Inside the car, inflammable materials including butane gas were found, Yonhap news agency reported.
The fire was extinguished in 10 minutes and the man, who had suffered severe burns, was rushed to a nearby hospital. At the hospital, he died from severe burn-related shock and respiratory failure later in the day.
Kim drove the car, which he borrowed from an acquaintance the previous day, to the scene after leaving his house in the early hours of Friday, the police said.
He also spoke to the acquaintance on phone, saying he would start the fire because of his ill feeling towards Japan, the report said, citing police officials.
Kim's family told the police that the man's father-in-law had been forcibly taken to Japan to work during World War II.
Japan ruled the Korean Peninsula from 1910 to 1945, during which time millions of Koreans were mobilized into forced labour, according to historians.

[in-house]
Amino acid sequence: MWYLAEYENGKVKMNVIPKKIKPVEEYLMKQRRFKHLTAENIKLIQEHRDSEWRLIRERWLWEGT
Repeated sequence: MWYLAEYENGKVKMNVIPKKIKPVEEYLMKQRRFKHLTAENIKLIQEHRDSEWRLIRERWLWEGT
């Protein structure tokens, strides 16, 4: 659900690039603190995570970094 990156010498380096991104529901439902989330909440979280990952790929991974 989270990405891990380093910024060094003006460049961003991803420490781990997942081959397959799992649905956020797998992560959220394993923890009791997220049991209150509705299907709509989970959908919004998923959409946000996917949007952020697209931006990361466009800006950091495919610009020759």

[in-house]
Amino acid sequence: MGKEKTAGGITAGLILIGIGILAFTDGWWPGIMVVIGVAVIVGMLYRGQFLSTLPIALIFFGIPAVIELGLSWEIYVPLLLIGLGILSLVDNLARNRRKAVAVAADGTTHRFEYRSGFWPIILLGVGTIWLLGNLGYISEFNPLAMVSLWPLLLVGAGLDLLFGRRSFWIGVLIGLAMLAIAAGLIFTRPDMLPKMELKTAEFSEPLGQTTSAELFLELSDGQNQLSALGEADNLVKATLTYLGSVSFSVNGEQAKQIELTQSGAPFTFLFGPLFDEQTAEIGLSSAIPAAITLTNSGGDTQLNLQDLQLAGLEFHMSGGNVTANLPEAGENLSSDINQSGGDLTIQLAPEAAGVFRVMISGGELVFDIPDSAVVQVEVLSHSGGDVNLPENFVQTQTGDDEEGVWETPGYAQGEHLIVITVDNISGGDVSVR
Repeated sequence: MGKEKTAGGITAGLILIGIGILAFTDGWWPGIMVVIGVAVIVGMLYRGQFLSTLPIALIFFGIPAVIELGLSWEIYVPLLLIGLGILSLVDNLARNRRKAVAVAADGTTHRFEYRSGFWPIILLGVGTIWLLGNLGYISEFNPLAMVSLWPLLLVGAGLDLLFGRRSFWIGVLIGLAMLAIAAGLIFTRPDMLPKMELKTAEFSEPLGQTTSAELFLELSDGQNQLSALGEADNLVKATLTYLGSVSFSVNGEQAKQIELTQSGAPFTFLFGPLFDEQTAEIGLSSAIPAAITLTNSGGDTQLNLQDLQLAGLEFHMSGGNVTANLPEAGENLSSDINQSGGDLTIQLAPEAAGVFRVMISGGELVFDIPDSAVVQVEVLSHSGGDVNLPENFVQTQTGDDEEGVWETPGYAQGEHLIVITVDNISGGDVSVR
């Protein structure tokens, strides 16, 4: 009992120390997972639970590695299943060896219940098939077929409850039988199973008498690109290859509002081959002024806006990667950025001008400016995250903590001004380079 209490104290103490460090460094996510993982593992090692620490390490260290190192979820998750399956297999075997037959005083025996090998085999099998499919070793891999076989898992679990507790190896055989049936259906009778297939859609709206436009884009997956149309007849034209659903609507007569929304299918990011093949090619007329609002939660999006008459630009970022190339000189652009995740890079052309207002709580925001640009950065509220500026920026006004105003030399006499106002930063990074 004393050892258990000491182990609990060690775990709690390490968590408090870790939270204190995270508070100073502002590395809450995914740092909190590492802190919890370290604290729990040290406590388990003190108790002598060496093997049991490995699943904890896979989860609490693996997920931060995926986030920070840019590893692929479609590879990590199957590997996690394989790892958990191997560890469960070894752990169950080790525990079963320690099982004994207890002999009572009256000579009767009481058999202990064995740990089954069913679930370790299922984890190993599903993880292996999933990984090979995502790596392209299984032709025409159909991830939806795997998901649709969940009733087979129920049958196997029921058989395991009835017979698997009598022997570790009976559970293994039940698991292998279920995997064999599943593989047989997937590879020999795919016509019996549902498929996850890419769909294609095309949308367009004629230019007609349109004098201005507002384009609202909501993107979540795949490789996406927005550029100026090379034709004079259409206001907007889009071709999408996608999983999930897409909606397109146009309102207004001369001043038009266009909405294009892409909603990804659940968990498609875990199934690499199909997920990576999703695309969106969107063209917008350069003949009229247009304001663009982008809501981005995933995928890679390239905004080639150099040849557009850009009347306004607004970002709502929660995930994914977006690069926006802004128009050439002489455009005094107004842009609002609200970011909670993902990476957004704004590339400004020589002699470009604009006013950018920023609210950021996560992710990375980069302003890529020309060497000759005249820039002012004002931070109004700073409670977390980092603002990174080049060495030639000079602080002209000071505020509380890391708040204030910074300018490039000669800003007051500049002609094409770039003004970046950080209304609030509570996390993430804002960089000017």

The incident comes amid the escalating trade row between Seoul and Tokyo following the latter's stricter control on its export to South Korea of materials vital to produce memory chips and display panels, which are the mainstay of the South Korean tech industry.
Japan's export restriction came in protest against the South Korean top court's rulings that ordered some of Japanese firms -- including Nippon Steel and the Mitsubishi Heavy Industries among others -- to compensate the South Korean forced labour victims.
On Friday, Japanese Foreign Minister Taro Kono summoned South Korea's ambassador and accused Seoul of violating international law by refusing to join a panel to settle the dispute over forced labour during the Second World War.
Japan has requested a three-nation panel to discuss the issue, following the court decision ordering Japanese companies to compensate victims of forced labour.
After summoning ambassador Nam Gwan-pyo, the Japanese Foreign Minister said that Tokyo will "take necessary measures" against South Korea if interests of Japanese companies are harmed, without giving details.
Kono urged Seoul to immediately take action to block the court ruling, under which assets of Japanese companies could be seized.